Most Common Construction Worker Injuries and How to Avoid Them

Statistically speaking, the construction industry is among the most hazardous

STATISTICALLY speaking, the construction industry is among the most hazardous. Only agriculture is more dangerous, according to data cited by the Health and Safety Executive. The data suggests that around 74,000 workers in construction suffered from work-related ill-health in the three-year period between 2019 and 2021. Over the last year for which there is data, 2020/21, thirty-nine workers suffered fatal injuries.

These statistics are a problem for the industry. Not only is it ethically desirable to keep workers safe, it’s also financially desirable. Workers who are injured are less productive, and potentially demoralised. Plus, there’s the likelihood that an injured worker may pursue a legal remedy.

The research identifies five different causes of fatal injury. Let’s take a look at some of them, and how they might be guarded against.

Falls from height

Falls from height account for a full 50% of fatal accidents, and around 19% of non-fatal ones. They’re obviously a greater concern where workers are working at height. It’s essential that equipment is working correctly, and that workers are trained to work safely at height while identifying potential risks. A pro-active and regular regimen of training, inspection and supervision is necessary to reduce this risk. In sites where the risk is particularly pressing, such as multi-storey projects and skyscrapers, this is especially concerning.

Slips, trips and falls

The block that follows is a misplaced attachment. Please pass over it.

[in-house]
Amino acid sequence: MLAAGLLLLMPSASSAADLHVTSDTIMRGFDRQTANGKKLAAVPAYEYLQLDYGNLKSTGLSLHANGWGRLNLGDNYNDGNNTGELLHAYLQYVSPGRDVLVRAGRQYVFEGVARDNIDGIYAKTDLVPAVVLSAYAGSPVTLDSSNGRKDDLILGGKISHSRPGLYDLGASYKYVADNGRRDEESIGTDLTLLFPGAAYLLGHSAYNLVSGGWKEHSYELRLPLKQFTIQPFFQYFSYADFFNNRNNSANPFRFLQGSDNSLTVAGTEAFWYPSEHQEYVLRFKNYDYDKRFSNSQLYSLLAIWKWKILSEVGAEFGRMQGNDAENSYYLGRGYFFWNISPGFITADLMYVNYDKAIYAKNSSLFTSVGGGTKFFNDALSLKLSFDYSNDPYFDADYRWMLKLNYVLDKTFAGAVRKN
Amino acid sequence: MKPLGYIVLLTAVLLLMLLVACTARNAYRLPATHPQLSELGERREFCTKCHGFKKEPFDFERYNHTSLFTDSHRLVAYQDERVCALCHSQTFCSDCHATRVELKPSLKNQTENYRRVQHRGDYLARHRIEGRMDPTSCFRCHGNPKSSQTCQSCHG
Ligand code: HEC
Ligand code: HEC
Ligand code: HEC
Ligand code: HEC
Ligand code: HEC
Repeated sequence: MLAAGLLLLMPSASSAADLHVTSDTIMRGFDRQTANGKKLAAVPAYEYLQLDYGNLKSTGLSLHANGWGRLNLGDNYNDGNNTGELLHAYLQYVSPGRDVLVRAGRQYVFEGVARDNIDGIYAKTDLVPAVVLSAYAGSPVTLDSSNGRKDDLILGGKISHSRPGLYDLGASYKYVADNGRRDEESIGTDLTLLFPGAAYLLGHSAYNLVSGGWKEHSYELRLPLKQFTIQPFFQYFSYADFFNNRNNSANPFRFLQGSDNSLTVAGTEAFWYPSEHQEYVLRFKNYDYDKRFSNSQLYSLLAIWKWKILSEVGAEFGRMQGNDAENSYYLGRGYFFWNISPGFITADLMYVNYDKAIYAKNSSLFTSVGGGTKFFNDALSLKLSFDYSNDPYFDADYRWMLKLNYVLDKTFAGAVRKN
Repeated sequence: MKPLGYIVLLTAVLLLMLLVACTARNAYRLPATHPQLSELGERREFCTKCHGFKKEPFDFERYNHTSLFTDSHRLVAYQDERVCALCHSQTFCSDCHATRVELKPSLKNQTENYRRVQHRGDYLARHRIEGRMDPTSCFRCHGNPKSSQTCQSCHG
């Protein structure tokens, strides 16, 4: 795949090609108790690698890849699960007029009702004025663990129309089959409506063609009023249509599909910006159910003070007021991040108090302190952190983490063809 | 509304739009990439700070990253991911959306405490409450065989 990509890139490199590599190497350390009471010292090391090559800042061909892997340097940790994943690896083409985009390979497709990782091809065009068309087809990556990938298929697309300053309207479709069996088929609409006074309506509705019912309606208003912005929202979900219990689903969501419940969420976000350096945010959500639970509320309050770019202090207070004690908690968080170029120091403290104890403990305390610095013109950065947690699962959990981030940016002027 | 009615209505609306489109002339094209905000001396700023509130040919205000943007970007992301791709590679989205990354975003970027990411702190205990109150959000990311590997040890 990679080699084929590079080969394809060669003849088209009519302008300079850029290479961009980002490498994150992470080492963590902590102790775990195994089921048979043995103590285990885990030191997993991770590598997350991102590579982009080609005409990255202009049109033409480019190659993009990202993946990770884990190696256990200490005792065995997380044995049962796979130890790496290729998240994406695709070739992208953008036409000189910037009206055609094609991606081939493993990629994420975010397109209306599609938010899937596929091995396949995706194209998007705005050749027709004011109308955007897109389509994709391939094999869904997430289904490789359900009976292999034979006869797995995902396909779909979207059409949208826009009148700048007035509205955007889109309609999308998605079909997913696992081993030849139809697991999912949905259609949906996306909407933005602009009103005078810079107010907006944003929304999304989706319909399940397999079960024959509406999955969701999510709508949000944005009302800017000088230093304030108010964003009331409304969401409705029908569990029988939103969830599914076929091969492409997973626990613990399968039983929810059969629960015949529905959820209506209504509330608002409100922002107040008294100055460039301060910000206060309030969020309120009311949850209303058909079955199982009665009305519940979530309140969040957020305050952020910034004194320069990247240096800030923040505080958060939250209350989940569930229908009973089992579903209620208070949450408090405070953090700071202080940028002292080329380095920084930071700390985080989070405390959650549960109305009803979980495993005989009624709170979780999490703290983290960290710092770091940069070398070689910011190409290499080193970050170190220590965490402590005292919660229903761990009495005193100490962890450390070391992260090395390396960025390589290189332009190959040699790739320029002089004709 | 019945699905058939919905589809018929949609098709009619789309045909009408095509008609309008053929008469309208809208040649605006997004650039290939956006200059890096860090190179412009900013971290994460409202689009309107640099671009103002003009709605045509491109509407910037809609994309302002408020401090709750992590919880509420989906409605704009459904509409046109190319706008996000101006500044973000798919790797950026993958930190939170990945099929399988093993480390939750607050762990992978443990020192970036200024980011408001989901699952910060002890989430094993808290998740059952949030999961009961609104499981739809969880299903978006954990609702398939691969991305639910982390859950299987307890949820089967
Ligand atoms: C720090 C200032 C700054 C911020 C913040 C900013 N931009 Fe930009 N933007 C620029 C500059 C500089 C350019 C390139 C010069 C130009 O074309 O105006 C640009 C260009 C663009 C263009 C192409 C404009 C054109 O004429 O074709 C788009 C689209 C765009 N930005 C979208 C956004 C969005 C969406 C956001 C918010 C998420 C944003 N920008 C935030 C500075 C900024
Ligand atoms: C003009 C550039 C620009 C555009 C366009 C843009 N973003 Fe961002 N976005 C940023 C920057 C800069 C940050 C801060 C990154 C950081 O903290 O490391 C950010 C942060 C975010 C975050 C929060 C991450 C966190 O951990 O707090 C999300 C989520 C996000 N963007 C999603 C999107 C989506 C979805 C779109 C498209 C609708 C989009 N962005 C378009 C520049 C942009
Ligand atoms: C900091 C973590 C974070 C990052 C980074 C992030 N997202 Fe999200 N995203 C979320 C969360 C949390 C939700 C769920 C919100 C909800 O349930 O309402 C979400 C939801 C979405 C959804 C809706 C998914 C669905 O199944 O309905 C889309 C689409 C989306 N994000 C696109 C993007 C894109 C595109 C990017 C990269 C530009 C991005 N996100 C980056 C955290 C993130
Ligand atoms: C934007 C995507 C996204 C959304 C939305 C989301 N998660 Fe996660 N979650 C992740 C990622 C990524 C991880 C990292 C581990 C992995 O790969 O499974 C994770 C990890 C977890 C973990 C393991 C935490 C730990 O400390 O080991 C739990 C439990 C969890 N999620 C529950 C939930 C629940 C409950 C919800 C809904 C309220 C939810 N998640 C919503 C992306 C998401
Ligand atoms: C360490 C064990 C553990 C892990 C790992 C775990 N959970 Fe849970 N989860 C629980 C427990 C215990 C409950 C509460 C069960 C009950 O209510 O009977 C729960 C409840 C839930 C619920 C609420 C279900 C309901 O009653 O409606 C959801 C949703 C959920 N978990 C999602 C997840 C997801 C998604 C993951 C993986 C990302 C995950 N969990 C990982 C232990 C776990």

This is a catch-all term that actually covers a range of accidents, caused by the surface underfoot. Accidents of this kind can be prevented by removing obstacles from the worksite, by advertising them more clearly so that workers can avoid them more easily, and by making the switch to high-grip footwear and walkways. 

Among the more common causes of trips are trailing cables. This danger can be at least partly guarded against by making the switch to battery-operated tools. After all, if there’s no trailing cable to trip over, a sizeable portion of accidents can be prevented before they happen.

Struck by a moving vehicle

Construction workers need to be able to move around. Sometimes, they need to operate heavy vehicles, which can pose a risk to other workers. This is typically a problem of information: the person operating the vehicle might not be aware of their surroundings, with the result that a collision might occur. Mandating that all workers wear high-visibility clothing, and that lights and protective equipment are distributed, can be very helpful, here.

Mishandling machinery and equipment

The tools you use will fall into disrepair over the long-term, especially if they’re not being properly stored and cared for. Disrepair will make accidents more likely, and more damaging when they do occur. Frequent inspection and preventative maintenance can help to reduce the risk. Note that certain kinds of tool pose a risk no matter how well they’re handled: these should be banned outright. 

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